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Keys to Victory

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Keys to Victory: Control the ground game; start fast


The stakes are always bigger in sequels.

For the second time in 14 days, the New York Giants will take on the Washington Commanders after playing to a 20-20 tie at MetLife Stadium in Week 13. While the latter sat idle in the week between the meetings, the former fell to the NFL-leading Philadelphia Eagles.

Now, the Giants and Commanders enter their rematch with identical 7-5-1 records as they currently occupy the final two spots in the NFC playoff field. The winner on Sunday at FedExField will grab a valuable tiebreaker chip with just three games remaining in the regular season while the Seahawks (7-6) and Lions (6-7) nip at their heels.

"Coach [Brian] Daboll always says, 'What we do in December is what people remember,'" offensive tackle Andrew Thomas said. "These games mean the most, and we're blessed to have our opportunity to compete, have an opportunity to play in the playoffs. We're looking forward to the challenge – we've just got to do a good job of executing."

Here are three keys to victory for the Giants in the key divisional matchup:

Control the ground game, control the clock

The Giants are 4-0 when they have a 100-yard rusher this season, and the Commanders are averaging 147 yards on the ground over their past eight games, which yielded six wins, one tie and a loss. Washington owns the best average time of possession in the NFL and controlled the ball for a season-long 41 minutes, 11 seconds against the Giants in the first meeting. Saquon Barkley has averaged just 38 rushing yards per game during the Giants' current 0-3-1 skid, and a neck injury combined with a runaway loss to the Eagles caused him to have a season-low nine carries last week. On the defensive side, the Giants have allowed 187 rushing yards per game over the past four weeks.

"I think some of the things earlier in the year, too, is we had some good numbers but some of those were from big runs, too," Daboll said. "So, you look at the type of game you're playing in, whether you're behind, whether you're getting as many touches as you want to get. You look at the play design; you look at all 11 on the same page. I think it's probably a variety of things. Certainly missing a few big plays out there is one of them and just being on the same page and making sure we get a hat for a hat, getting downhill and making some positive yards. I'd say some of the games we didn't run it probably as much as we would've run it based on where we were at. So, all that being said, we're just not doing a good enough job. All those other things to me, I'm giving you some examples, but we're really not making any excuses – just got to do a better job."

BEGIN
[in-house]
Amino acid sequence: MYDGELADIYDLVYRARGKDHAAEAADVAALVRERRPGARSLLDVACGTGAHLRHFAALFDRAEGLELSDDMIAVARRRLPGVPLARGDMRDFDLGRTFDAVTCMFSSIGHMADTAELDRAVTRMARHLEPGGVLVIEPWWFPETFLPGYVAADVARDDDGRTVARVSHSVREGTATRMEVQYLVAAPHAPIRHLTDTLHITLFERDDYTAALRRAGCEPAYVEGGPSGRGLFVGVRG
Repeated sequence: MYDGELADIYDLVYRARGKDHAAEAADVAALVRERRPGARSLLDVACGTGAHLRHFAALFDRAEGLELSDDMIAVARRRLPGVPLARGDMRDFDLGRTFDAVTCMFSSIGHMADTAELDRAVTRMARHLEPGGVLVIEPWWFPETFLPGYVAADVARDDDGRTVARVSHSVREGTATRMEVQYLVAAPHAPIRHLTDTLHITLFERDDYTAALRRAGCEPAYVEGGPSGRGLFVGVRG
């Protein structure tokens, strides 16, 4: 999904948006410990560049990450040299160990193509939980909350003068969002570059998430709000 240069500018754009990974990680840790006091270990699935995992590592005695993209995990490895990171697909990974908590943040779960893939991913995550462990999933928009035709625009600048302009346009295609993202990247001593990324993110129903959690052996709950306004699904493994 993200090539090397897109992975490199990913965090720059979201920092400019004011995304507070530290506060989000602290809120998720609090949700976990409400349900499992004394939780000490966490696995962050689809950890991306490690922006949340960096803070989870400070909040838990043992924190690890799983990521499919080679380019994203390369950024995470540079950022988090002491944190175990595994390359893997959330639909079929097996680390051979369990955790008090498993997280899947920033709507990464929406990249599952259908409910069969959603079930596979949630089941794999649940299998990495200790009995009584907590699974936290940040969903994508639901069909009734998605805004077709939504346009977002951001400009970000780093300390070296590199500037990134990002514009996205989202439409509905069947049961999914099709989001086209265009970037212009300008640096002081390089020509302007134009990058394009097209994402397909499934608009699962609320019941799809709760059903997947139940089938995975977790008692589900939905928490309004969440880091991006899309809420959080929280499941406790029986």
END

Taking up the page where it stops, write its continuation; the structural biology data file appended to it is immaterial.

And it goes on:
Start fast

In recent weeks, the Giants have fallen into holes of 21-0 to Philadelphia, 10-0 to Washington, and 24-6 to Detroit. The Giants showed their resiliency with fourth-quarter heroics early in the season, but the law of averages have caught up with them. With a fast start, they can play the game on their own terms.

"It can affect what we're doing," Daniel Jones said after the Eagles game. "We can't afford to get off to a slow start like that. Didn't do much those first two drives and fell behind. We've got to do something to catch ourselves and make a play and get going. It was disappointing we weren't able to do that. I think when you get down in a game like that it can affect how you approach it."

All three phases

The Giants' last three trips to Washington have come down to the wire, including last year's fateful offside penalty against Dexter Lawrence that gave Dustin Hopkins a second chance for a game-winning field goal as time expired. Although they blocked a punt last week, the Giants had some special teams miscues against the Eagles. Jamie Gillan was called for an illegal kick after mishandling the snap, and the Giants allowed a 66-yard kickoff return to Boston Scott. The Giants' last game against the Commanders ended in their first tie since 1997, so there is a small margin for error as the pressure only mounts from here on out in the playoff chase.

"I think that there's always a reason for each play to breakdown," Daboll said. "[Sunday] was a variety of issues, whether that was missing a tackle, whether it was getting a hat for hat on a kickoff return. We made a play on that blocked punt, but we gave up far too many yards in the kickoff return and really didn't give ourselves a chance to get going on our kickoffs. So, certainly an area we need to improve, and we'll continue to try to do that."

View photos from the all-time series between the New York Giants and the Washington Commanders.


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